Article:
Following the competition court victory over Microsoft, the European Commission has started formal anti-trust proceedings against Qualcomm Incorporated, concerning the alleged breach of EC Treaty rules on abuse of a dominant market position.

Qualcomm is a US chip manufacturer and holder of the intellectual property rights in the CDMA and WCDMA (part of the 3G standard for European mobile phone technology) standards for mobile phones. The investigation is a result of separate complaints lodged by six European, US and Japanese mobile phone and/or chipset manufacturers including Ericsson and Nokia.

The alleged infringement is that the terms under which Qualcomm licences its patents, which are essential to the WCDMA standard, are not fair, reasonable and non-discriminatory (FRAND) and therefore the licensing terms and royalties may breach EC competition rules.

The principle underlying the FRAND commitments is that essential patent holders should not be able to exploit the extra power they have gained as a result of having technology based on their patent incorporated in the standard.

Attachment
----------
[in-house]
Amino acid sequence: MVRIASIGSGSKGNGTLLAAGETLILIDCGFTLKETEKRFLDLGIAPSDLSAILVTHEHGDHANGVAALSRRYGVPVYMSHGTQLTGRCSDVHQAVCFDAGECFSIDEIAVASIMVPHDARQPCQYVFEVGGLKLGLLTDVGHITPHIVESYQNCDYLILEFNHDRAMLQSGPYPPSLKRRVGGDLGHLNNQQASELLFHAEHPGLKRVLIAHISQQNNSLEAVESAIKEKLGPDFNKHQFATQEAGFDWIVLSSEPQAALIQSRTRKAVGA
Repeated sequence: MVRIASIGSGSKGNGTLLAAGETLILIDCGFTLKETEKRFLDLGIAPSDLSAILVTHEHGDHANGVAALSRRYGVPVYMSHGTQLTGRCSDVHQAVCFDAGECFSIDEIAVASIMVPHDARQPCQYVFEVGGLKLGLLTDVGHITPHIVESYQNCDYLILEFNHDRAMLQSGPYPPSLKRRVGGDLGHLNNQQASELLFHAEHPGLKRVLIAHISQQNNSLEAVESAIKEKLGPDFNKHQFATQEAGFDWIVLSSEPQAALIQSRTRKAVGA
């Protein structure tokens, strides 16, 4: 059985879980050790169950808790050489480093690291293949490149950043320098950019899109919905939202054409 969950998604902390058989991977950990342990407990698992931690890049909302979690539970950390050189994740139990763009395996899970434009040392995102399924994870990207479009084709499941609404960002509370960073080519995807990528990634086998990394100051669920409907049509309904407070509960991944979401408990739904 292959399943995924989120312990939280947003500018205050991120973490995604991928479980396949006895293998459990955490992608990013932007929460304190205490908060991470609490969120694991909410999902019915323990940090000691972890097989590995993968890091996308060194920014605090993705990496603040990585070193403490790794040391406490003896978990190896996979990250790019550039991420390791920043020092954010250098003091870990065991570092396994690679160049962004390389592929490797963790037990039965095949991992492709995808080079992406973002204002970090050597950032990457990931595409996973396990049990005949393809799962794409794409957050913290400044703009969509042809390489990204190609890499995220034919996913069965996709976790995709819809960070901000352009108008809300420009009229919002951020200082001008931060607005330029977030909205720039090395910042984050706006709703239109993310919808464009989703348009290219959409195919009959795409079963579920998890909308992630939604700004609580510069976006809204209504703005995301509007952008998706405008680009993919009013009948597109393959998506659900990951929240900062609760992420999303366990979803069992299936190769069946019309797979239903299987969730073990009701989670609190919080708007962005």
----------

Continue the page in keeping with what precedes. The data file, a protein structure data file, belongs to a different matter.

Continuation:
The complaints also allege that charging non-FRAND royalties could result in final consumers paying higher prices for handsets, a slower development of the 3G standard with all of the related negative consequences for economic efficiency associated with this slower development.

The commission said it would conduct an in-depth investigation as a matter of priority and that there was no fixed timetable under which it must operate.

The case highlights how confident the Commission now is on anti-trust matters in the wake of the Microsoft judgment last month. The Commission tends to be a trendsetter in that authorities have tended to mirror the commission and as such this case could have a knock-on effect at a national level as well as a European one.